NASA's TRMM satellite passed over System 98S and saw the hallmark "hot towers" that indicated the storm would soon likely intensify into Tropical Storm Narelle.
NASA's TRMM satellite passed over System 98S on Jan. 7 at 4:01 a.m. EST/US hours before it intensified into Tropical Storm Narelle. TRMM saw two bands of strong thunderstorms west and northwest of the center where heavy rainfall (red) was occurring.
Credit: NASA/SSAI, Hal Pierce
NASA's Tropical Rainfall Measuring Mission (TRMM) satellite passed over System 98S on Jan. 7 at 0901 UTC (4:01 a.m. EST/U.S.) hours before it intensified into Tropical Storm Narelle.
TRMM's Precipitation Radar instrument captured estimates of rainfall occurring in the storm. TRMM noticed two bands of strong thunderstorms west and northwest of the center of circulation where rainfall was occurring at more than 2 inches/50 mm per hour. Some of those thunderstorms were "hot towers," or large towering thunderstorms.
A "hot tower" is a tall cumulonimbus cloud that reaches at least to the top of the troposphere, the lowest layer of the atmosphere. It extends approximately nine miles (14.5 km) high in the tropics. The hot towers in System 98S were over 9.3 miles (15 km) high. These towers are called "hot" because they rise to such altitude due to the large amount of latent heat. Water vapor releases this latent heat as it condenses into liquid. NASA research shows that a tropical cyclone with a hot tower in its eyewall was twice as likely to intensify within six or more hours, than a cyclone that lacked a hot tower. System 98S became Tropical Storm Narelle on Jan. 7 at 1800 UTC (1 p.m. EST/U.S.).
On Jan. 8, infrared satellite imagery showed that the low-level circulation center was consolidating (organizing). Just as the TRMM satellite showed improved convective (rising air that forms the thunderstorms that make up the tropical cyclone) banding in the western and northern quadrants of the storm on Jan. 7, infrared satellite data on Jan. 8 showed improved deep convective banding over the southeast quadrant of the system.
On Jan. 8 at 1500 UTC (10 a.m. EST/U.S.), Tropical cyclone Narelle had maximum sustained winds near 45 knots (51.7 mph/83.3 kph). The center of Narelle was located near 12.8 south latitude and 117.4 east longitude, about 605 miles north-northeast of Learmonth, Australia. Narelle was moving to the southwest at 9 knots (10.3 mph/16.6 kph).
Forecasters at the Joint Typhoon Warning Center (JTWC) take Narelle on a south-southwestward journey as a result of moving around the northwestern edge of a low-to-mid-level subtropical ridge (elongated area) of high pressure, located to the east and southeast of the system. That's because high pressure systems in the southern hemisphere rotate counter-clockwise.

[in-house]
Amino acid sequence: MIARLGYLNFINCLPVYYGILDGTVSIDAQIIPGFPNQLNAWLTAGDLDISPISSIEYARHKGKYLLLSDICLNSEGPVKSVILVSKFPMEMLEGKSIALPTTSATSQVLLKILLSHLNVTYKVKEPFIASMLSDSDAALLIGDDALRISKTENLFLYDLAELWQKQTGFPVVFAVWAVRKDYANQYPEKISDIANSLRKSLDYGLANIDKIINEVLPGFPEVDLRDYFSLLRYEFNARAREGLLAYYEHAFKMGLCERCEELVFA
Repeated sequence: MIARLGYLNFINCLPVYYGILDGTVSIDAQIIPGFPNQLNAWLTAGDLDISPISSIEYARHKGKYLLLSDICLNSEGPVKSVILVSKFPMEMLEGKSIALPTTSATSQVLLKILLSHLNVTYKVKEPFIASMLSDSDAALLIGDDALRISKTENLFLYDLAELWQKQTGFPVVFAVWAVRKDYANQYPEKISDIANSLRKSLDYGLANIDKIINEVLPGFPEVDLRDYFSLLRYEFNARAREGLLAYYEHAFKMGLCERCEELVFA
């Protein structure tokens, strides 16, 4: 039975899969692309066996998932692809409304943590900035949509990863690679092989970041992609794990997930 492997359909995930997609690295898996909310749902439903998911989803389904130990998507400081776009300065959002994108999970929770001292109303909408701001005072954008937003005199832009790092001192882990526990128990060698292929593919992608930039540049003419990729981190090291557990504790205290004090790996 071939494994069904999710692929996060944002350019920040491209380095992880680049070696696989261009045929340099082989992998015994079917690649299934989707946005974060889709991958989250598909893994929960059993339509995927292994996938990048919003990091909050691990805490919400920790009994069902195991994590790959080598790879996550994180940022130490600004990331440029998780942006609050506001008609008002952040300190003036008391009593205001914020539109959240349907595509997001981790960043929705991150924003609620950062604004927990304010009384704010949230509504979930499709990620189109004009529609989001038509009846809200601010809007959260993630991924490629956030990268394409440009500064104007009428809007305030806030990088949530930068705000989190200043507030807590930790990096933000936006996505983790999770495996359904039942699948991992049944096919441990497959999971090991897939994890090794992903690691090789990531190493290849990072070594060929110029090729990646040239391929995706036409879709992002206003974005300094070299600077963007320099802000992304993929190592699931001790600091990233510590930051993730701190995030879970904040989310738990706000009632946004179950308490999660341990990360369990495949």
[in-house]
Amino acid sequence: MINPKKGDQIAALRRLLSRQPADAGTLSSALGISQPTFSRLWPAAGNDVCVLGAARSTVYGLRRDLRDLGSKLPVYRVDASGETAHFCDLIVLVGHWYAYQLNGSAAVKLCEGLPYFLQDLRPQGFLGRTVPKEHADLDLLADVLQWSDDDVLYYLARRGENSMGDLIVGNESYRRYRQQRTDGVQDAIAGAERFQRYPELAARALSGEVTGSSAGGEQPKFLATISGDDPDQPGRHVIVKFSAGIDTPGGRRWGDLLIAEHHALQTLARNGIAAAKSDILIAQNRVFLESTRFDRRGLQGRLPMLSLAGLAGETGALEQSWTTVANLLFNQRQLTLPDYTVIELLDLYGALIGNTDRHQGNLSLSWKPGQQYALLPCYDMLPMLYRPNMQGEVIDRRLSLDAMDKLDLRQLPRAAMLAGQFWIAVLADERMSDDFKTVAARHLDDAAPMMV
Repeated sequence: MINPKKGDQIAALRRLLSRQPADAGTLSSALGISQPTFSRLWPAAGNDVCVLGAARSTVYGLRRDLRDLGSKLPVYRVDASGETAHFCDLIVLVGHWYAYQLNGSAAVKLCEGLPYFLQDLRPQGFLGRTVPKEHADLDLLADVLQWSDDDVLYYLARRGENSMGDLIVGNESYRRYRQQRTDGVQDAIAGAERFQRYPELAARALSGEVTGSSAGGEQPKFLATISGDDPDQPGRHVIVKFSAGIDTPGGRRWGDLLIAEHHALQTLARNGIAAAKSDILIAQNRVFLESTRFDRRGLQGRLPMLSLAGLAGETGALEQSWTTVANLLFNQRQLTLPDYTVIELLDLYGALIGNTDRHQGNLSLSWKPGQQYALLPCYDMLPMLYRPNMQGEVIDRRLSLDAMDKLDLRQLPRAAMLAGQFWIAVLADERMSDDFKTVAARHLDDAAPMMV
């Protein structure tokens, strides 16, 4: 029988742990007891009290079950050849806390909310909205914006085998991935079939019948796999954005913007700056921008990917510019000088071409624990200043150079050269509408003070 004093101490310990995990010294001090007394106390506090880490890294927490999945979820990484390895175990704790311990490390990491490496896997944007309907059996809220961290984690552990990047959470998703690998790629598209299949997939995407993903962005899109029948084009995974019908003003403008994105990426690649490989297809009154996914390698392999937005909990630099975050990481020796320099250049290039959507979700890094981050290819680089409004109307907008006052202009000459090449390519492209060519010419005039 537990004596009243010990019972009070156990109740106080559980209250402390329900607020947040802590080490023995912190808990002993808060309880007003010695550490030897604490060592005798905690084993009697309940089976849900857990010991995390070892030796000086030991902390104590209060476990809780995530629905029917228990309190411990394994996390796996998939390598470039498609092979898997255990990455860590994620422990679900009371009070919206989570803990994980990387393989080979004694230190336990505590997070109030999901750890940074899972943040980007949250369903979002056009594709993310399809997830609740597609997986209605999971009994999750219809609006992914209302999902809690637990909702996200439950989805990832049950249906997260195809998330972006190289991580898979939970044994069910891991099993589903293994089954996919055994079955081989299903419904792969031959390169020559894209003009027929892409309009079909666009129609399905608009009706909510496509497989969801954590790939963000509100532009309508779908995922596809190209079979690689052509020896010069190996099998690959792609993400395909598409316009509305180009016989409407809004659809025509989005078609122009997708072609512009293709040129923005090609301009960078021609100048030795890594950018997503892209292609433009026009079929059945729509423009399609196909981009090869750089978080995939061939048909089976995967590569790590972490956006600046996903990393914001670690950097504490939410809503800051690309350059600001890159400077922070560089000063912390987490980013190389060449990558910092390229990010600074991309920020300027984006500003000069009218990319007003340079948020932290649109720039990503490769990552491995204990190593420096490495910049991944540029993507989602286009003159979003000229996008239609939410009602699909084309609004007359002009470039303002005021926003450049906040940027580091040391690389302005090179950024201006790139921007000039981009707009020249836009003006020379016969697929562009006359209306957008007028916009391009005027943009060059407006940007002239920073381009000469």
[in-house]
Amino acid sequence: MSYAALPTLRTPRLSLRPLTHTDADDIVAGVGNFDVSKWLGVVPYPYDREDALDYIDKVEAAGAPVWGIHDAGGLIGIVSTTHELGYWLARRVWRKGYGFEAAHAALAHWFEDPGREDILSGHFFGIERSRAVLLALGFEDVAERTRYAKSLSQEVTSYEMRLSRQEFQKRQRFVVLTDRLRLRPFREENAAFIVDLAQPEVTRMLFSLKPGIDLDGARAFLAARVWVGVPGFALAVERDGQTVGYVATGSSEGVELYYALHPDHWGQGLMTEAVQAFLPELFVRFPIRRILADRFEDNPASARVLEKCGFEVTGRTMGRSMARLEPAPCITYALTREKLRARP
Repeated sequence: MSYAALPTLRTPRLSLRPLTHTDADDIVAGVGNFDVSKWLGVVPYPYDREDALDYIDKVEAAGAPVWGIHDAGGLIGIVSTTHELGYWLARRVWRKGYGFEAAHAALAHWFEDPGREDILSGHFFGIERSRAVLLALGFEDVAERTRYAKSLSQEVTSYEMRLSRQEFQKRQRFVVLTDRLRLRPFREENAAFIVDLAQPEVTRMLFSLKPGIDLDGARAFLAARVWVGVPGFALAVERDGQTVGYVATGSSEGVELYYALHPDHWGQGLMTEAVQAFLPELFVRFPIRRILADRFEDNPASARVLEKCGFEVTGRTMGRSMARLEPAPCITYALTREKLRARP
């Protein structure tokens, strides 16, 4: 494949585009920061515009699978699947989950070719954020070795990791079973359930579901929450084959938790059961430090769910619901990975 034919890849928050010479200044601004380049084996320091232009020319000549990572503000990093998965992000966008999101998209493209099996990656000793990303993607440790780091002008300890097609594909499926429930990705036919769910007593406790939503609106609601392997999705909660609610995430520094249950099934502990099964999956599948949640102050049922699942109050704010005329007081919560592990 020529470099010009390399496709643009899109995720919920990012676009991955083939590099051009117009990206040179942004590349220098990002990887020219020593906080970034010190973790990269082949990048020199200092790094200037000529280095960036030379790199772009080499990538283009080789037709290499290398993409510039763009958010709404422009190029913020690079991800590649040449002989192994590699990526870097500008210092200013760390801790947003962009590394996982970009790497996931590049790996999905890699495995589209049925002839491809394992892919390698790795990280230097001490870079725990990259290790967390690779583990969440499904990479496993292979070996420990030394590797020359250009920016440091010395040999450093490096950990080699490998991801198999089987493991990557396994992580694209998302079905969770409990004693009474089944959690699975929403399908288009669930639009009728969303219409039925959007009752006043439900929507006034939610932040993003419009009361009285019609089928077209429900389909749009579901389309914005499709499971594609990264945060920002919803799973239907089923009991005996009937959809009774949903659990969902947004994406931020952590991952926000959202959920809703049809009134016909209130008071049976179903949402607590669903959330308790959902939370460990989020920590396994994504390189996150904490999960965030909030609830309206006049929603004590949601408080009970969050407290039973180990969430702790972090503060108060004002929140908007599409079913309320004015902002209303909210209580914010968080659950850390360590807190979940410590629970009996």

JTWC forecasters expect that Narelle will continue to intensify and may reach wind speeds of 130 knots in three days as it nears Learmonth, Western Australia. The current forecast track, however, keeps the center at sea, but the eastern half of the storm is expected to impact the far western part of West Australia, including Learmonth. If the cyclone gets that strong, that would mean very rough seas and some coastal erosion, possible heavy rainfall and gusty winds for that area. Currently, there are no warnings in effect for Western Australia, but residents should monitor their local forecasts.
Rob Gutro | EurekAlert!
Only above-water microbes play a role in cave development
03.09.2015 | Penn State
NASA sees shapeless Tropical Depression 14E
03.09.2015 | NASA/Goddard Space Flight Center
Researchers at the Fraunhofer Institute for Solar Energy Systems ISE have developed a highly compact and efficient inverter for use in uninterruptible power...
China's Loess Plateau was formed by wind alternately depositing dust or removing dust over the last 2.6 million years, according to a new report from University of Arizona geoscientists. The study is the first to explain how the steep-fronted plateau formed.
China's Loess Plateau was formed by wind alternately depositing dust or removing dust over the last 2.6 million years, according to a new report from...
The leaves of the lotus flower, and other natural surfaces that repel water and dirt, have been the model for many types of engineered liquid-repelling surfaces. As slippery as these surfaces are, however, tiny water droplets still stick to them. Now, Penn State researchers have developed nano/micro-textured, highly slippery surfaces able to outperform these naturally inspired coatings, particularly when the water is a vapor or tiny droplets.
Enhancing the mobility of liquid droplets on rough surfaces could improve condensation heat transfer for power-plant heat exchangers, create more efficient...
Longer, more severe, and hotter droughts and a myriad of other threats, including diseases and more extensive and severe wildfires, are threatening to transform some of the world's temperate forests, a new study published in Science has found. Without informed management, some forests could convert to shrublands or grasslands within the coming decades.
"While we have been trying to manage for resilience of 20th century conditions, we realize now that we must prepare for transformations and attempt to ease...
A University of Oklahoma astrophysicist and his Chinese collaborator have found two supermassive black holes in Markarian 231, the nearest quasar to Earth, using observations from NASA's Hubble Space Telescope.
The discovery of two supermassive black holes--one larger one and a second, smaller one--are evidence of a binary black hole and suggests that supermassive...
03.09.2015 | Event News
20.08.2015 | Event News
20.08.2015 | Event News
03.09.2015 | Process Engineering
03.09.2015 | Materials Sciences
03.09.2015 | Materials Sciences